United States District Court, W.D. Pennsylvania
ROBERT R. MILBURN, Plaintiff,
CAROLYN W. COLVIN, Acting Commissioner of Social Security, Defendant.
ARTHUR J. SCHWAB, District Judge.
Plaintiff, Robert R. Milburn ("Plaintiff") brings this action pursuant to 42 U.S.C. § 405(g) of the Social Security Act (the "Act"), seeking judicial review of the final decision of the Commissioner of Social Security ("Defendant" or "Commissioner") denying his application for supplemental security income ("SSI"). The parties have submitted Cross-Motions for Summary Judgment on the record developed at the administrative proceedings. For the following reasons, Plaintiff's Motion for Summary Judgment (ECF No. 13) will be GRANTED in part insofar as it seeks a vacatur of the decision of the Commissioner of Social Security and a remand for further administrative proceedings consistent with this Opinion, and DENIED in part to the extent that it requests an award of benefits. The Commissioner's Motion for Summary Judgment (ECF No. 15) will be DENIED, and the administrative decision of the Commissioner will be VACATED and remanded for further proceedings consistent with this Memorandum Opinion.
II. Procedural History
On or around July 12, 2010, Plaintiff filed an application for SSI, alleging disability beginning January 20, 2009 due to bipolar disorder. (R. 139-45, 168-75.) The claim was initially denied on September 15, 2010. (R. at 72-76.) On October 20, 2010, Plaintiff filed a written request for hearing pursuant to 20 C.F.R. § 416.1429, et. seq. (R. at 79-81.) An administrative hearing was held on November 21, 2011, in Johnstown, Pennsylvania, before Administrative Law Judge ("ALJ") Charles Pankow. (R. at 32-69.) Plaintiff, who was represented by counsel, appeared and testified. (R. at 36-56.) Irene Montgomery, an impartial vocational expert ("VE"), also testified. (R. at 56-60.) In a decision dated February 14, 2012, the ALJ determined that Plaintiff was not disabled within the meaning of the Act. (R. at 16-31.) The Appeals Council denied Plaintiff's request for review on August 1, 2013 (R. at 1-6), thereby rendering the ALJ's decision the final decision of the Commissioner in this case.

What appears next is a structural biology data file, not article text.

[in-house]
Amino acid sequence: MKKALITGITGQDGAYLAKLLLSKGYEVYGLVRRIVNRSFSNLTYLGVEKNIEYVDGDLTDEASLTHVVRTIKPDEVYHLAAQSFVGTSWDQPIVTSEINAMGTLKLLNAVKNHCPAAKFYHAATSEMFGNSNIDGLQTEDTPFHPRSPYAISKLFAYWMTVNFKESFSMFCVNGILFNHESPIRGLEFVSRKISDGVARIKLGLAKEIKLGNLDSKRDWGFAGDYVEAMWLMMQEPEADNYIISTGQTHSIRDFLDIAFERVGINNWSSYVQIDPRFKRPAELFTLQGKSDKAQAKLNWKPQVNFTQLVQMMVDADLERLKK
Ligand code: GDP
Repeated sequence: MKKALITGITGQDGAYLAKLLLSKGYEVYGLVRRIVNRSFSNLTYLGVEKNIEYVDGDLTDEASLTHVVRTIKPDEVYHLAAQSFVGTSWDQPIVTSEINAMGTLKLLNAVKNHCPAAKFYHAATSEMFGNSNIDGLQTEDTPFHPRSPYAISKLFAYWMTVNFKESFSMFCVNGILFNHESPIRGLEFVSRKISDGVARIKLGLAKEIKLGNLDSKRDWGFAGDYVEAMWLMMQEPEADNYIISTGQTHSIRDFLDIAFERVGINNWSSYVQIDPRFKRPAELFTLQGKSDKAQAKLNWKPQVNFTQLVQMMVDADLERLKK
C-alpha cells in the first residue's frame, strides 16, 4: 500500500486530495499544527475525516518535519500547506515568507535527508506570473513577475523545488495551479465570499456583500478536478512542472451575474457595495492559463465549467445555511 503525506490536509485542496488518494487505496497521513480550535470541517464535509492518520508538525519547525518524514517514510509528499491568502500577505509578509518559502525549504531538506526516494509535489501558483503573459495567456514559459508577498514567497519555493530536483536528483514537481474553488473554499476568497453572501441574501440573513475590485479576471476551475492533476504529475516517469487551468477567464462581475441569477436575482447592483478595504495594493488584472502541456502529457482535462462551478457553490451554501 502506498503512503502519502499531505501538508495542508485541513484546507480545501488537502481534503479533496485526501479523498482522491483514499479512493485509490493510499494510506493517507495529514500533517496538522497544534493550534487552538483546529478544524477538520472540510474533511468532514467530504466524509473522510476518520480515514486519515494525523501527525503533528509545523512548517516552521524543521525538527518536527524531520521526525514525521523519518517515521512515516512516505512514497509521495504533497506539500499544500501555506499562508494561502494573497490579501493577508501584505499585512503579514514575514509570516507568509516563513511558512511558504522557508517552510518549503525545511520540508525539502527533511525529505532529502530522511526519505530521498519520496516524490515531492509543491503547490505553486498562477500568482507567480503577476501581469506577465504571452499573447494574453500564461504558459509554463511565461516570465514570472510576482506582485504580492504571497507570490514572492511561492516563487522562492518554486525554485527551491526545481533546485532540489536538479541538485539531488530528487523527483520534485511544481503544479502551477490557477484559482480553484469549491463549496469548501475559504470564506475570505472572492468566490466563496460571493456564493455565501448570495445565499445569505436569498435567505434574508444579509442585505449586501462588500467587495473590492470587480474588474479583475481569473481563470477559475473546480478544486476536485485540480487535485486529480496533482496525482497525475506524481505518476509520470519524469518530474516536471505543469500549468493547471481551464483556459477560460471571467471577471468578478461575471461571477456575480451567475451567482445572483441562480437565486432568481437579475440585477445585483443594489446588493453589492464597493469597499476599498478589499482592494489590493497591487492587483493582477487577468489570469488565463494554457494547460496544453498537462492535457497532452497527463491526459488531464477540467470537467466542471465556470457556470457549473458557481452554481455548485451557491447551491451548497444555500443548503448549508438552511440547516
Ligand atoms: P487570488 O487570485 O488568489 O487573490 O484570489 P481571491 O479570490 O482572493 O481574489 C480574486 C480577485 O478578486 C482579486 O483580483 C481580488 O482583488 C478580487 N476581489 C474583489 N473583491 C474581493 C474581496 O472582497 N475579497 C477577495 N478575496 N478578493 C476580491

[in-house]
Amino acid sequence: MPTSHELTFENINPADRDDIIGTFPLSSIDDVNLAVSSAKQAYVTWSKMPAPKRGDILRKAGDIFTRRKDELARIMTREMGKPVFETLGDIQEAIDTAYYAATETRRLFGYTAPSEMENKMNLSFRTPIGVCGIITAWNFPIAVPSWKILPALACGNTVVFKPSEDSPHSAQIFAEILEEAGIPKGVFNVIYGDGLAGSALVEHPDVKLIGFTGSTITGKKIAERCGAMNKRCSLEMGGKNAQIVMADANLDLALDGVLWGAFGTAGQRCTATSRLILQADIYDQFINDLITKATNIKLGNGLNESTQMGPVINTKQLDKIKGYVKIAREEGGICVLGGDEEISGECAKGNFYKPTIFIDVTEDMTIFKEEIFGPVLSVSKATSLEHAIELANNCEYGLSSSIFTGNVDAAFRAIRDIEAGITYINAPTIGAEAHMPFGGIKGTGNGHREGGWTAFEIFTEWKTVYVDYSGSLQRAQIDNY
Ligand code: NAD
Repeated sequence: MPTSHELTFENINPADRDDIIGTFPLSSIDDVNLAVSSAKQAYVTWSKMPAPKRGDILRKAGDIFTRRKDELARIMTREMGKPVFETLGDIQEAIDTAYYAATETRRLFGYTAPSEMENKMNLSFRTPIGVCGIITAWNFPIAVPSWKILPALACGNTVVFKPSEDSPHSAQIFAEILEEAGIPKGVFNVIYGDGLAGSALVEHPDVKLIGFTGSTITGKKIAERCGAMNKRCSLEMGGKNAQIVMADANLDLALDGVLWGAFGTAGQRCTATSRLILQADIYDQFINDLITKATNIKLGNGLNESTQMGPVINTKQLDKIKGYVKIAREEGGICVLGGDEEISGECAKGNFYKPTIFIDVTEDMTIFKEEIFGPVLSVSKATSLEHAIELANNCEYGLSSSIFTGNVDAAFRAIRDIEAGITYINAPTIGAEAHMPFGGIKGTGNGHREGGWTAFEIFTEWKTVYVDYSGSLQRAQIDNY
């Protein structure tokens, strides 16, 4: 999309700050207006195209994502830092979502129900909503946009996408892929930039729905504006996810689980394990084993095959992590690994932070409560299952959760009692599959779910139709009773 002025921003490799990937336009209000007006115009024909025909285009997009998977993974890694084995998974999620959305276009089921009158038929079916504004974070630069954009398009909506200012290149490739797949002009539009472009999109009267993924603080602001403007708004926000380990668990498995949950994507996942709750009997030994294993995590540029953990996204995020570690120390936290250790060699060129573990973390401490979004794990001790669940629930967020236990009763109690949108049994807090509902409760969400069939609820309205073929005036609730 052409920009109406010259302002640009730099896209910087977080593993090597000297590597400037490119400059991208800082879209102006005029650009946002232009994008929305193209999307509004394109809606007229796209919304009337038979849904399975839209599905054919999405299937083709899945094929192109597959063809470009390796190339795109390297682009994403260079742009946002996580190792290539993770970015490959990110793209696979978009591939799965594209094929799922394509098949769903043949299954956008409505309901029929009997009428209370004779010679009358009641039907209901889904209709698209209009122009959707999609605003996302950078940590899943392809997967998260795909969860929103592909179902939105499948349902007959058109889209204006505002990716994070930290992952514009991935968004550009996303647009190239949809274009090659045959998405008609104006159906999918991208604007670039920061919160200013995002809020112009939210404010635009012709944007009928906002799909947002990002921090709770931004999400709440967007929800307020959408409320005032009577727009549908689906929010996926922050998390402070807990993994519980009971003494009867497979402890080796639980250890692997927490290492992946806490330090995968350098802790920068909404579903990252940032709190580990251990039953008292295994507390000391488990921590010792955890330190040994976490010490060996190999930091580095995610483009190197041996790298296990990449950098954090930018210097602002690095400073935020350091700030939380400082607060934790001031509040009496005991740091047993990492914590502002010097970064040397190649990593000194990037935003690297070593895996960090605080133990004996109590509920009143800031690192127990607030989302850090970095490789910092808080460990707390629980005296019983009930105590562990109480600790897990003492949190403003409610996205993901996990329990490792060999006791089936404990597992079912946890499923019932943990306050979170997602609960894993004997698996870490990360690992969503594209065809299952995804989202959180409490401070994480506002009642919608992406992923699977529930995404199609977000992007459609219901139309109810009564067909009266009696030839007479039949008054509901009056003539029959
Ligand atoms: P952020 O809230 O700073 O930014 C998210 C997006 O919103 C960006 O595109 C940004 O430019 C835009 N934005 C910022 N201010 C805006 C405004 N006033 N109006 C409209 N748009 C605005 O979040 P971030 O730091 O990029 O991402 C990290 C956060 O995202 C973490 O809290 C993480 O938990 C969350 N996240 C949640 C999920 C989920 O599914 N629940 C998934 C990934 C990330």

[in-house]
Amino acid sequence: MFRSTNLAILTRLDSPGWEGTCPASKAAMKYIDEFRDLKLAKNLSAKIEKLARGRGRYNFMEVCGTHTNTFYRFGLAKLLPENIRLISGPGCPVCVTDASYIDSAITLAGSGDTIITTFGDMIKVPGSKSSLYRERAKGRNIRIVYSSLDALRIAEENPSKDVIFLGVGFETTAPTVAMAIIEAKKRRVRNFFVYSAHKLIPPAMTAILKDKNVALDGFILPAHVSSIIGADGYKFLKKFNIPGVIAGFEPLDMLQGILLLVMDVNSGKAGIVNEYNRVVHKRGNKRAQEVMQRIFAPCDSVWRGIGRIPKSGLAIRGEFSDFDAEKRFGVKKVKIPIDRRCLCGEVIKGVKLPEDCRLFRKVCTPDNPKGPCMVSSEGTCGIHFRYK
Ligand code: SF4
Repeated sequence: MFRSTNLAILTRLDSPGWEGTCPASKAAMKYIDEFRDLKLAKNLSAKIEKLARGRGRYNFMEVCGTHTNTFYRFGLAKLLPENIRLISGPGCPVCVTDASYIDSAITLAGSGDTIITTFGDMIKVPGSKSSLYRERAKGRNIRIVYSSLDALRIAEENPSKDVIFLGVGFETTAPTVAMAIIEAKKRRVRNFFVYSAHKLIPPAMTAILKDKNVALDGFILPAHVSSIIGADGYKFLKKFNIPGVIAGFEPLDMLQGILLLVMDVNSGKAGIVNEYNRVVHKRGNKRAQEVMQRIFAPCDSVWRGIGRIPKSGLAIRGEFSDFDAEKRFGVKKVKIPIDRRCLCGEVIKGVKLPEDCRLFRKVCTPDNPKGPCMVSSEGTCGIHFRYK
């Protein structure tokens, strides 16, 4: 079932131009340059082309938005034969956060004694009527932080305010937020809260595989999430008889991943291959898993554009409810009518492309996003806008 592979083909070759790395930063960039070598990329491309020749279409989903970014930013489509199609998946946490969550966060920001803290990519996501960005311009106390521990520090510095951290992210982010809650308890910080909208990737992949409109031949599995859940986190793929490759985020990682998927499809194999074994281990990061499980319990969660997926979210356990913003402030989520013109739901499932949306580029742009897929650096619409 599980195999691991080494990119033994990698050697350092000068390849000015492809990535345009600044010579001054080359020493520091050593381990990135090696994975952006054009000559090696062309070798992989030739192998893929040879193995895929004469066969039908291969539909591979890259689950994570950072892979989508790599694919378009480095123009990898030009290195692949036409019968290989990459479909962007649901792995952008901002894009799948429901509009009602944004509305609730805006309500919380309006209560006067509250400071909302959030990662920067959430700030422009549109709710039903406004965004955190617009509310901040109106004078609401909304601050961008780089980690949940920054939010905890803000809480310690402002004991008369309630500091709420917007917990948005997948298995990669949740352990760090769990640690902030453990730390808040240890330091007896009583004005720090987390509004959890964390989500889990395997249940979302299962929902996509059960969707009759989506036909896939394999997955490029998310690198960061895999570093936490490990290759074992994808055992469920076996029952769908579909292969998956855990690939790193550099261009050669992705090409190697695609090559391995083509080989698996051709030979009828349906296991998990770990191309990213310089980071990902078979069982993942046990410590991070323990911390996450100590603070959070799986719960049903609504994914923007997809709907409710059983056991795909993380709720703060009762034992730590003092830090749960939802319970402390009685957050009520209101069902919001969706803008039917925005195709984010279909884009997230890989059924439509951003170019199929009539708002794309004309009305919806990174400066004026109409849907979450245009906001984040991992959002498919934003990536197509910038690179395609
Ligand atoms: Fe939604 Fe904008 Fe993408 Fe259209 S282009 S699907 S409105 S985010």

Plaintiff commenced the present action on September 30, 2013 seeking judicial review of the Commissioner's decision. (ECF No. 1.) Plaintiff filed a Motion for Summary Judgment on March 6, 2014. (ECF No. 13.) Defendant filed a Motion for Summary Judgment on April 4, 2014. (ECF No. 15.) These motions are the subject of this Memorandum Opinion.
III. Statement of the Case
A. The ALJ's decision
In his decision denying SSI to Plaintiff, the ALJ made the following findings:
1. The claimant has not engaged in substantial gainful activity since July 12, 2010, the application date (20 C.F.R. § 416.971 et seq. ). (R. at 21.)
2. The claimant has the following severe impairments: chronic pain syndrome, mild acromioclavicular joint hypertrophy, mild degenerative joint disease of the hip, depression, a major depressive disorder, anxiety, and a generalized anxiety disorder (20 C.F.R. § 416.920(c)). (R. at 21.)
3. The claimant does not have an impairment or combination of impairments that meets or medically equals the severity of one of the listed impairments in 20 CFR Part 404, Subpart P, Appendix 1 (20 C.F.R. §§ 416.920(d), 416.925 and 416.926). (R. at 22.)
4. The claimant has the residual functional capacity to perform light work as defined in 20 C.F.R. § 416.967(b) except he cannot reach above shoulder level with the dominant right upper extremity; and he must avoid exposure to vibration.
Further, the claimant is limited to unskilled work, requires a low stress environment defined as few changes in work settings, no fast-paced or quota-production standards; and he can have only occasional contact with the public, co-workers, and superiors. (R. at 24.)
5. The claimant was unable to perform any past relevant work (20 C.F.R. §416.965). (R. at 26.)
6. The claimant was born on January 23, 1961, and was 49 years old, which is defined as a younger individual age 18-49, on the date the application was filed (20 C.F.R. § 416.963). (R. at 26.)